(2) The user approves the AMM to make transfers on their token account on the ledger of the source token of the trade. Then the user places the trade, the AMM initiates the transfer, and once the tokens have been credited to the AMM, it executes the trade as above atomically and initiates a transfer of the target tokens back to the user.
This model is very similar to how it is done on EVM chains, main differences are the following:
Token transfers are asynchronous and incur a latency, multiple seconds for Xnet transfers.
The AMM has custody over the source token for a short period until it initiates the transfer back out. We do not use the concept of a system-level transaction. We achieve the same outcome with the AMM on the IC as with one on an EVM chain, but with a slightly different implementation. I would like to claim that having the tokens under custody for a short time by the smart contract is not a practical issue that would make the model less powerful or less DeFi. It does not make any difference to the user.
Looking at DEXs where you can swap a token A to a token D via tokens B and C as further above on the Internet Computer: This cannot be directly implemented as in the synchronous world as we do not have those global transactions that could be reverted. That again reflects the real world. The implementation on the EVM as an atomic transaction is only possible because of the unrealistic assumption that the world’s DeFi can be handled by a single computer with a global state space and single-threaded execution, which, of course, does not scale at all.
But we can also implement this on the IC, just in a way that more closely resembles how this would be done in the real world. Options are:
(1) Implement the currency pairs all within a single canister and do it atomically therein. This does not work for Inter-DEX-multi-hop swaps of course and constrains scaling out.
(2) Just execute the swap optimistically with the risk of it getting stuck in an intermediate token the user does not want. That’s how the real world works for this scenario.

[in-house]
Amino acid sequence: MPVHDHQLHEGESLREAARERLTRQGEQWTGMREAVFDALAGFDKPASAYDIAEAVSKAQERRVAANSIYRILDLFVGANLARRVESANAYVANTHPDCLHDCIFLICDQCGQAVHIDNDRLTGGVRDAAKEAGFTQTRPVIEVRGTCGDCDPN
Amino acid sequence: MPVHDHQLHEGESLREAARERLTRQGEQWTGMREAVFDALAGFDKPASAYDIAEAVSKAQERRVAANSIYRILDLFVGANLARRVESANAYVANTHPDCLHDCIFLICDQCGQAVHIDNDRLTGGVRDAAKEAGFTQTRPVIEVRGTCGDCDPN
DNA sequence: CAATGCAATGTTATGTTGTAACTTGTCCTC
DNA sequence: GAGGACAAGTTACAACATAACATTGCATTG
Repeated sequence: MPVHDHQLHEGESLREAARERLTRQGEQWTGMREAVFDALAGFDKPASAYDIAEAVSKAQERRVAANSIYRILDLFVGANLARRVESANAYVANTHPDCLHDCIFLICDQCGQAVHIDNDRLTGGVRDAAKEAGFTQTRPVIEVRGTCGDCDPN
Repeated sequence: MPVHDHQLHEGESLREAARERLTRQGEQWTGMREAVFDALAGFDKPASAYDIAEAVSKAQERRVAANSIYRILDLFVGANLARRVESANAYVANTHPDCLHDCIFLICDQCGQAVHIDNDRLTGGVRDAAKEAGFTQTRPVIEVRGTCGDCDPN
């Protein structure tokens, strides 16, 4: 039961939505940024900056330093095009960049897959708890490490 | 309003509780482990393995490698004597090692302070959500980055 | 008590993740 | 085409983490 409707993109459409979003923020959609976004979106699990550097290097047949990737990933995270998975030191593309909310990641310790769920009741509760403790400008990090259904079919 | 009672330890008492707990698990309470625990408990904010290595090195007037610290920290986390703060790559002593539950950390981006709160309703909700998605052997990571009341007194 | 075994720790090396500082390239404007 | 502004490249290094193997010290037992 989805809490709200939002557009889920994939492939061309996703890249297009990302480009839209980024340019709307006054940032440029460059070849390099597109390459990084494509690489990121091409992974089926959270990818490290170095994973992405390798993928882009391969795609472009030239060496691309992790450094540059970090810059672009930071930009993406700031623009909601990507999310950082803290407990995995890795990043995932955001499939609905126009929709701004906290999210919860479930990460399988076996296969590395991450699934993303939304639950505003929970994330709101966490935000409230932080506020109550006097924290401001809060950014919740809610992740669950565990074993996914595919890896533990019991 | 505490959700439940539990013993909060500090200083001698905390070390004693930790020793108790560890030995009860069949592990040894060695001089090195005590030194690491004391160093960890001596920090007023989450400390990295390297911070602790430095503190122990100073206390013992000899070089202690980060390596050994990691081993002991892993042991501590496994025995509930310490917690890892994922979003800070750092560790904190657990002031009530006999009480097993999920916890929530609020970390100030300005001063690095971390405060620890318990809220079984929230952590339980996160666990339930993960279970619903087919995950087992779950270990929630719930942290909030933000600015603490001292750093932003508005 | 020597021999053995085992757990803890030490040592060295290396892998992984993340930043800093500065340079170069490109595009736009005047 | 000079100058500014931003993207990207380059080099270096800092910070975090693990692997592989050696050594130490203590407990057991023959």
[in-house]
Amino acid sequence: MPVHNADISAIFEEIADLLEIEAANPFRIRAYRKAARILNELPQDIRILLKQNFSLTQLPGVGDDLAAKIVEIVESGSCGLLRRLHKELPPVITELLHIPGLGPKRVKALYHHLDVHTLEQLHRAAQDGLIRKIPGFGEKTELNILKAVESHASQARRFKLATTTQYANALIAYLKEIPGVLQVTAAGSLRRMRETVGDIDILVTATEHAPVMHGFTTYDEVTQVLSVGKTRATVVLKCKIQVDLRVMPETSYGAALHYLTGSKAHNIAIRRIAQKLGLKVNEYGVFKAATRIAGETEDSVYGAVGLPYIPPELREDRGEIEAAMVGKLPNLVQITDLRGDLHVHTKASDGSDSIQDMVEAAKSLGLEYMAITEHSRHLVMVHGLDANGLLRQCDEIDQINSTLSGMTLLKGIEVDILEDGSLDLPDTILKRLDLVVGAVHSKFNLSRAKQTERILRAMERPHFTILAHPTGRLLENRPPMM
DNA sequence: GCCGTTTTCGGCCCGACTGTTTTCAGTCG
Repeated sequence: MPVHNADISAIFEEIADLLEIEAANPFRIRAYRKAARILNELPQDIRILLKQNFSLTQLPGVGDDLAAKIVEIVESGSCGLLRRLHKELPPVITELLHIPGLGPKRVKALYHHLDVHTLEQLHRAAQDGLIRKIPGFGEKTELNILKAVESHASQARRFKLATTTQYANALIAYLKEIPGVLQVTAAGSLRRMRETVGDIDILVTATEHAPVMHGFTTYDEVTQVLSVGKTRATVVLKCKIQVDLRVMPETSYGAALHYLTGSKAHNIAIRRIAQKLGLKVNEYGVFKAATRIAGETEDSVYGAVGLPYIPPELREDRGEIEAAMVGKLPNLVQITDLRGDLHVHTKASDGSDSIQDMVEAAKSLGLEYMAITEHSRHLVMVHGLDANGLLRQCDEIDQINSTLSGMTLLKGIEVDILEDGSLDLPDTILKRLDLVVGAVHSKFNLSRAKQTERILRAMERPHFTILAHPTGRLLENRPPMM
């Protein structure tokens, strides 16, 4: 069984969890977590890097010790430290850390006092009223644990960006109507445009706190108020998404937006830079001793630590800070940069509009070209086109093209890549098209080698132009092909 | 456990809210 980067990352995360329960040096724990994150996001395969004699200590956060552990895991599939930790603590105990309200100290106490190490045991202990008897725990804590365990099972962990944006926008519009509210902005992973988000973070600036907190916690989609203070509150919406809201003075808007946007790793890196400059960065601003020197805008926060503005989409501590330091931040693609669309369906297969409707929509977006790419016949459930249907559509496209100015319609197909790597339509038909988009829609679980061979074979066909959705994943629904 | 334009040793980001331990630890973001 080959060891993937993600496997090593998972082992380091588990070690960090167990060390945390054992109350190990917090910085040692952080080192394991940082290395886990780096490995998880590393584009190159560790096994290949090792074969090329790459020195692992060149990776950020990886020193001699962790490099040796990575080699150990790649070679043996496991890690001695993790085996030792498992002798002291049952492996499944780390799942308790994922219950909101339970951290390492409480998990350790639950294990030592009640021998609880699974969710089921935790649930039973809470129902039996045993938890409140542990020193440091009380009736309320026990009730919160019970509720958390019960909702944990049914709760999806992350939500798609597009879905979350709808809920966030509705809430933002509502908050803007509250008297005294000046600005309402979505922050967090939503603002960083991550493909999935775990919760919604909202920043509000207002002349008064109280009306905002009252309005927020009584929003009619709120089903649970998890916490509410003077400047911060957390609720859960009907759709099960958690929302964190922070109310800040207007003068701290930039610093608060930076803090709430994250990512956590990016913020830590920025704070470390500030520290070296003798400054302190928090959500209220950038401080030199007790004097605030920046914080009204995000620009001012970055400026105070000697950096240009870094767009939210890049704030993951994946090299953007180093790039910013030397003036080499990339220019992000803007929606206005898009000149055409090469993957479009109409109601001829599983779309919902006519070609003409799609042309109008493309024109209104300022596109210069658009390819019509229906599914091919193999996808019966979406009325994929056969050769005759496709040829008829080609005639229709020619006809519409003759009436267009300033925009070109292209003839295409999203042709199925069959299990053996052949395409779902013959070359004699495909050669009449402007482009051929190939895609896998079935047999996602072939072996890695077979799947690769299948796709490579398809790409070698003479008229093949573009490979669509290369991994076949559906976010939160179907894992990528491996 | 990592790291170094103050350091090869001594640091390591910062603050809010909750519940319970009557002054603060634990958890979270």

(3) Layer additional financial instruments on top as suggested in private communication by @timo which allows the user to insure themselves against volatility for a fee. This models also how the real-world financial system could address this.
We can see that also this use can be handled on the IC, even in a way much closer to how the real world works.
I do not want to claim that inter-canister atomic transactions across subnets would not be helpful in certain circumstances. E.g., they might help simplify the implementation for canister authors, but they come with a major complication: An atomic transaction that spans multiple canisters on different subnets needs to “lock” the assets concerned in the transaction, thereby incurring an opportunity cost for the canister holding the asset. This opportunity cost would need to be factored into the transaction model as a fee that the initiator of the transaction would need to pay. This fee would need to cover the opportunity cost in order for a transaction model to make sense from an economic perspective. This will make transactions (much) more complex than on EVM chains.
An inter-canister transaction could be implemented by a canister that offers it as a service. The canister could be run by a DAO. The security properties of this would be essentially the same as for a system-level transaction offered directly by the IC. But a canister might be the better place to implement the economic semantics of the transaction outlined above.
From the above elaboration, my hypothesis is that most interesting scenarios can be implemented on the IC in a way much closer to how the real world works. Some things, like flash loans are inherently not implementable the same way they work on EVM chains, just because this contradicts inherently the properties of the asynchronous architecture that the IC is. The question of whether we need transactions as a system service is a secondary one: They can always be implemented by a canister and offered as a service to users. I am looking forward to a discussion with you on this!